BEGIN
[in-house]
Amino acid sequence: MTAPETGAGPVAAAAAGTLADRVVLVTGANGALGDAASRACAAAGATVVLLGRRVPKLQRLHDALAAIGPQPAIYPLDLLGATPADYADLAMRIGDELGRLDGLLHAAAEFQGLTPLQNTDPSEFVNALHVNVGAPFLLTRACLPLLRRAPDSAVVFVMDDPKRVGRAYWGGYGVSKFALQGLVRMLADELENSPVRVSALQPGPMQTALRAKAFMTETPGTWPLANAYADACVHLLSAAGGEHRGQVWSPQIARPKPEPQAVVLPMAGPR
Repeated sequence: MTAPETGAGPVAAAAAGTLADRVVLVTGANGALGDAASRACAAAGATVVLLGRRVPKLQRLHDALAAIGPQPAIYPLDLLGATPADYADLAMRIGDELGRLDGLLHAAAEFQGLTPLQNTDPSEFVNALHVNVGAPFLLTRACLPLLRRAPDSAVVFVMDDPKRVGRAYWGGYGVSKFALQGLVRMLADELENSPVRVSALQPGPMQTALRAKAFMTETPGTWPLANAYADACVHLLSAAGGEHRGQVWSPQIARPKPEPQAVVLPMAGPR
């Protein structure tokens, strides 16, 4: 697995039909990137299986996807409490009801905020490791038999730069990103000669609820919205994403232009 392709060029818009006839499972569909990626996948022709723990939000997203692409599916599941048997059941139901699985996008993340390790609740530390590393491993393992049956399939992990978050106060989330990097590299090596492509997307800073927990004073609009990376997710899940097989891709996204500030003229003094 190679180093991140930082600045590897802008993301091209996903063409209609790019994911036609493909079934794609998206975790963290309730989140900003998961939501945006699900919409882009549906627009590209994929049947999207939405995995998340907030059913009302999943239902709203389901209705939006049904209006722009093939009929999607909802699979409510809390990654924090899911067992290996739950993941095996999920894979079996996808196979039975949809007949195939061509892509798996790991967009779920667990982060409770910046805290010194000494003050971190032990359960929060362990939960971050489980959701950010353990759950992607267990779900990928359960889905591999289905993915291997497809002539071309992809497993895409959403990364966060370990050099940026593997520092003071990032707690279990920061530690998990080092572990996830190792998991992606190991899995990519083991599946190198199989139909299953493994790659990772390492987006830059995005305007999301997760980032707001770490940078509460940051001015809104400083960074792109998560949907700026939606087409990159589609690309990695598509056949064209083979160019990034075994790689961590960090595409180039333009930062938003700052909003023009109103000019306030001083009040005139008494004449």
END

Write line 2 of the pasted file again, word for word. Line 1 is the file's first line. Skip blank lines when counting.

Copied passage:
Amino acid sequence: MTAPETGAGPVAAAAAGTLADRVVLVTGANGALGDAASRACAAAGATVVLLGRRVPKLQRLHDALAAIGPQPAIYPLDLLGATPADYADLAMRIGDELGRLDGLLHAAAEFQGLTPLQNTDPSEFVNALHVNVGAPFLLTRACLPLLRRAPDSAVVFVMDDPKRVGRAYWGGYGVSKFALQGLVRMLADELENSPVRVSALQPGPMQTALRAKAFMTETPGTWPLANAYADACVHLLSAAGGEHRGQVWSPQIARPKPEPQAVVLPMAGPR